Old Will County Courthouse on demolition timetable, preservations try to save it

County board takes another step toward demolition

Quinn Adamowsk, Landmarks Illinois Regional Advocacy Manager, stands outside the old Will County Courthouse in Joliet on January 24th, 2023.

Preservationists have stepped up a campaign to save the old Will County Courthouse as the county board moves closer to a demolition that could take place this year.

Landmarks Illinois, which has put the building on its list of endangered historic places and has invited proposals for new uses for the building, will hold what is called a “heart bomb” on Feb. 11 in Joliet for their cause.

The County Board, meanwhile, voted 21-1 on Thursday to hire an engineer to help write the bids that will be used to find a contractor to demolish the building.

Landmarks Illinois is making a plea to give preservation a chance.

will county courthouse, government

“The building matters for a variety of reasons to local advocates, and there is support for preserving the building,” Adamoski said.

Built in 1969, the courthouse is viewed alternately by some as ugly and by others as an historic example of the Brutalism movement in architecture. Its thick concrete walls, narrow windows and fortress-like appearance reflects a time when government institutions, like they are today, were under attack in ways that at times erupted into violence in the streets.

“This is a philosophical question,” Adamowski said. “Should we be tearing down historic resources without at least exploring the options?”

Two firms with experience in restoring historically significant buildings have responded to a Request for Expressions of Interest issued last week by Landmarks Illinois, Adamowski said. A local group already presented a proposal a year ago.

The push for preservation occurs at the same time that the county moves ahead with plans to demolish the building.

County court operations moved out of the building into the new courthouse on the other side of Ottawa Street in late 2020.

The county board vote last week was at least the fourth taken to move ahead with demolition, County Executive Jennifer Bertino-Tarrant said.

Will County Executive Jennifer Bertino-Tarrant was in attendance for Vice President Kamala Harris’ speech in Plainfield. Friday, June 24, 2022 in Plainfield.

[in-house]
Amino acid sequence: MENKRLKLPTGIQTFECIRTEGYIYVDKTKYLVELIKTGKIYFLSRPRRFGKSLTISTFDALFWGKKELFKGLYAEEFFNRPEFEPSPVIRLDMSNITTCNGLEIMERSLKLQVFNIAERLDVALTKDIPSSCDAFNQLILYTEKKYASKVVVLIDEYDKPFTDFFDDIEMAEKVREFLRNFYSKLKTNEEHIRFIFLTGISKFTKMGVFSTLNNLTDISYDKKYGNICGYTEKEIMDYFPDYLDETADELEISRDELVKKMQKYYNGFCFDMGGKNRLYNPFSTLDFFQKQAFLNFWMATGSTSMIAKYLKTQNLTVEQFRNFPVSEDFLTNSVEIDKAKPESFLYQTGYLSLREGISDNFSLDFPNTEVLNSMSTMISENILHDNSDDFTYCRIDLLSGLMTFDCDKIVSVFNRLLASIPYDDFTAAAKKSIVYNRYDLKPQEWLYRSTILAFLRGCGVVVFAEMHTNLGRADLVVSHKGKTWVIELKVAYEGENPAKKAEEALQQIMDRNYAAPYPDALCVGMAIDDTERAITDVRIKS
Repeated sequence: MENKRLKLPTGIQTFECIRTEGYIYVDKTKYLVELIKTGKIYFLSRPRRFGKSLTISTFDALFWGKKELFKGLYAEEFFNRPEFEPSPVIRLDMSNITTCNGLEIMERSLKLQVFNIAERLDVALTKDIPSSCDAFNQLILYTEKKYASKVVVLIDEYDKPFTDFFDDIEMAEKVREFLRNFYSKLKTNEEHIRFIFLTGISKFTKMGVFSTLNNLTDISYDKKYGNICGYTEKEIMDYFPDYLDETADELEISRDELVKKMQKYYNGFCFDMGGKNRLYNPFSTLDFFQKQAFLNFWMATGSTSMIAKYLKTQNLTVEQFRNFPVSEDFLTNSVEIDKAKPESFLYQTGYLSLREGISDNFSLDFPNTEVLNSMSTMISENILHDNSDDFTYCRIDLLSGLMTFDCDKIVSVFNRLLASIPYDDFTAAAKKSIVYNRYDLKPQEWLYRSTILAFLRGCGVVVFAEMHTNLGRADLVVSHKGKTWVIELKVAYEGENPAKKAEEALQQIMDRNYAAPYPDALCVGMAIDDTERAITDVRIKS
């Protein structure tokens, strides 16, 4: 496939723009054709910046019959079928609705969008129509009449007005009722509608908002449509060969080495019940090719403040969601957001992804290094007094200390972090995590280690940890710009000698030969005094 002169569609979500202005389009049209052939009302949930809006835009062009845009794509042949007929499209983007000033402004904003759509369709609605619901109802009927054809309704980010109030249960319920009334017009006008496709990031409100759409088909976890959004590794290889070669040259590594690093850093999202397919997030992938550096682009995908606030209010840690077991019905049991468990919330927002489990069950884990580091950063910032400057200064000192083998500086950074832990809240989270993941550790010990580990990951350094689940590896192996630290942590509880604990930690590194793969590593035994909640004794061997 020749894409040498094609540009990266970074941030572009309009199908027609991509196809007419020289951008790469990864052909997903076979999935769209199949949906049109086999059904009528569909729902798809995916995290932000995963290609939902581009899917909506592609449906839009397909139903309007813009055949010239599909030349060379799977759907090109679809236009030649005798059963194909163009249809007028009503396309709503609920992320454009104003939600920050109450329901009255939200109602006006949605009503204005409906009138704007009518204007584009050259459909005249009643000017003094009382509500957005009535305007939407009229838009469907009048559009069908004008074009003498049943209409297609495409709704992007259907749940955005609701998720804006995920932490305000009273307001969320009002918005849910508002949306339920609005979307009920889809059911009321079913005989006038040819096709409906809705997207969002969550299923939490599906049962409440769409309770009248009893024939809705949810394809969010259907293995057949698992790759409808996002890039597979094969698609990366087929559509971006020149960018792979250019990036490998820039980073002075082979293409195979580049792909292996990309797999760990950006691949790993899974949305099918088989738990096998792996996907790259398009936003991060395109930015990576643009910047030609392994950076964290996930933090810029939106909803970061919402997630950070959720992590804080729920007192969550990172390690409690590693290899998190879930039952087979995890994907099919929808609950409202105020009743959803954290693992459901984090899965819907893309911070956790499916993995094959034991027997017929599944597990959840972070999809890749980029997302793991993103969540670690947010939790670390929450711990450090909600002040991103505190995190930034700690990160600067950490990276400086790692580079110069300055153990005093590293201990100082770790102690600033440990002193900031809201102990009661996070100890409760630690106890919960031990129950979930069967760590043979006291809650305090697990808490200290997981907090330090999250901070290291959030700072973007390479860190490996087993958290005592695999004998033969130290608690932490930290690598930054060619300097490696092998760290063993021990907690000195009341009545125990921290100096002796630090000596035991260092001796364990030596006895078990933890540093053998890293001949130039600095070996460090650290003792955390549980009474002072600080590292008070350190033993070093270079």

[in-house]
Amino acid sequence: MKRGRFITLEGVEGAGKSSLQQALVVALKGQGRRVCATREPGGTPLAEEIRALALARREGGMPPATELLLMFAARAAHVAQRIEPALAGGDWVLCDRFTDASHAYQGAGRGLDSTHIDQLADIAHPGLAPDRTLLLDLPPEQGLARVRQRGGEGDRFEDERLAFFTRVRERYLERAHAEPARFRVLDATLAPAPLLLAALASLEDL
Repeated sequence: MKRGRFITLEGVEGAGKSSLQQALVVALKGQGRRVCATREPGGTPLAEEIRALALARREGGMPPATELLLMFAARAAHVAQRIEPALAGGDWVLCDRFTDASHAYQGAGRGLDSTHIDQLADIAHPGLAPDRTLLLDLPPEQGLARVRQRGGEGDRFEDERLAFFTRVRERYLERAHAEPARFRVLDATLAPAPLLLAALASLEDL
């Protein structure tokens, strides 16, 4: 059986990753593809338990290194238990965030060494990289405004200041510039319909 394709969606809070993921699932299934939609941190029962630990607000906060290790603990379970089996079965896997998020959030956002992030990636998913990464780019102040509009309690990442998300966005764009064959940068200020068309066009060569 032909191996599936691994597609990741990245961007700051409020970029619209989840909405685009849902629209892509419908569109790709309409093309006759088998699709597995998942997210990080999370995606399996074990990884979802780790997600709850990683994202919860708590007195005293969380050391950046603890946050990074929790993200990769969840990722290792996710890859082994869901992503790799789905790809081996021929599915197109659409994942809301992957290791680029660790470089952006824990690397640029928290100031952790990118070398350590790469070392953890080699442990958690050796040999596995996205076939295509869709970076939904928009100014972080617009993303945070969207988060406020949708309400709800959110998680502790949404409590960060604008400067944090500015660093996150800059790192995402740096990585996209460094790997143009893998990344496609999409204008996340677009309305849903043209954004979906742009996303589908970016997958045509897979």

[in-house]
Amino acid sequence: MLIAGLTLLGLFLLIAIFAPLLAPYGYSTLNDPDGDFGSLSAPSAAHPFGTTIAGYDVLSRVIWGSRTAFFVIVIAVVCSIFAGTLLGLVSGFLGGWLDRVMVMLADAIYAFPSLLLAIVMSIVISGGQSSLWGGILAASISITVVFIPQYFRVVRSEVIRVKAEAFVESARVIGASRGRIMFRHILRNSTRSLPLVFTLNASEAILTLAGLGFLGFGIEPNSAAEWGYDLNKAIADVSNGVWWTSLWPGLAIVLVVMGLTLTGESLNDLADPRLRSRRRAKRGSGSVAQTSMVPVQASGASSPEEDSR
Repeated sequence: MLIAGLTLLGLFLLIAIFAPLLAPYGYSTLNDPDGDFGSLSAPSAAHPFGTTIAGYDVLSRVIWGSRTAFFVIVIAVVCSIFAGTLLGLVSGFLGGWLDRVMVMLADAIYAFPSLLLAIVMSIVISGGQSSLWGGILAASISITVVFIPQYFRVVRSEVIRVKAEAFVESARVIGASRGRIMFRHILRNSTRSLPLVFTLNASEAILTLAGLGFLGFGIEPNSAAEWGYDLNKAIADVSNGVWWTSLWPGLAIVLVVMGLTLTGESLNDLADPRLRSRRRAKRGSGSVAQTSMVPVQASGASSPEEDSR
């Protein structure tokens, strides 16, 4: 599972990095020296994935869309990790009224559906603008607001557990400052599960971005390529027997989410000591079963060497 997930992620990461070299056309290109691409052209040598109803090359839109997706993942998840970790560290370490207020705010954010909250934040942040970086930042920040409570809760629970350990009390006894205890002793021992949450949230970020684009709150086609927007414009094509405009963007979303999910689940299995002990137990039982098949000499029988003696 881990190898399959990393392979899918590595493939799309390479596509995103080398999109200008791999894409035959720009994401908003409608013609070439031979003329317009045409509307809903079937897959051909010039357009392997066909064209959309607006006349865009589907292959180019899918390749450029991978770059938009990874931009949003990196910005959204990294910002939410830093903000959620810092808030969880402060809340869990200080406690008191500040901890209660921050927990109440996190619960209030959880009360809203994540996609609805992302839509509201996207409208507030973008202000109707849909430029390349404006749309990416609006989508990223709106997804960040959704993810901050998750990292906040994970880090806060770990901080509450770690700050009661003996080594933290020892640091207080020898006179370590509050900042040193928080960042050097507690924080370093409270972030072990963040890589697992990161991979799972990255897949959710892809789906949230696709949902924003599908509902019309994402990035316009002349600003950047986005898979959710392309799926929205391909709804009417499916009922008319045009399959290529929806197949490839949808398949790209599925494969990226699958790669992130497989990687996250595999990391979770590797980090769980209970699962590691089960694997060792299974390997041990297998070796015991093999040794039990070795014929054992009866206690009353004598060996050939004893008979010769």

The board first voted in 2019 to demolish the building and has since approved the removal of asbestos, needed before demolition, and added $2.5 million into the 2023 budget to be used for demolition.

“The majority of the county board has made it clear that we would like to demolish the building and use the area for other purposes,” Bertino-Tarrant said.

No specific new use for the land at Chicago and Jefferson streets has been proposed.

But Bertino-Tarrant said there has been discussion of building a complex that would put the disperse offices of county government into one building.

Preservationists will demonstrate resistance to that plan with the “heart bombing.”

The event has been organized by Skyline Council, a young professionals committee of Landmarks Illinois, and the Courthouse Preservation Partnership, a local group that already has submitted a redevelopment plan for the courthouse to the county.

“The event, which showers a historic building with public displays of affection, will bring attention to the architecturally significant courthouse currently threatened with demolition,” states a news release from Landmarks Illinois.

The old Will County Courthouse

The event begins at 10 a.m. on Feb. 11, at MyGrain Brewing Company, located in the nearby Union Station at 50 E. Jefferson St.

Attendees are encouraged to bring art supplies or pre-made artwork that will be taken to the old courthouse at noon for display and group photos.

“We urge everyone who does not want to see their unique community landmark torn down to join us for this event to show Will County officials how much the public cherishes this irreplaceable building,” Alyssa Frystak, Skyline Council chair, said in a news release announcing the heart bombing.

Heart bombing had been used by preservationists since it was started in 2012 in Buffalo, New York, according to the release. It has been used at Altgeld Gardens in Chicago and the Henry Clarke Mansion in Evanston.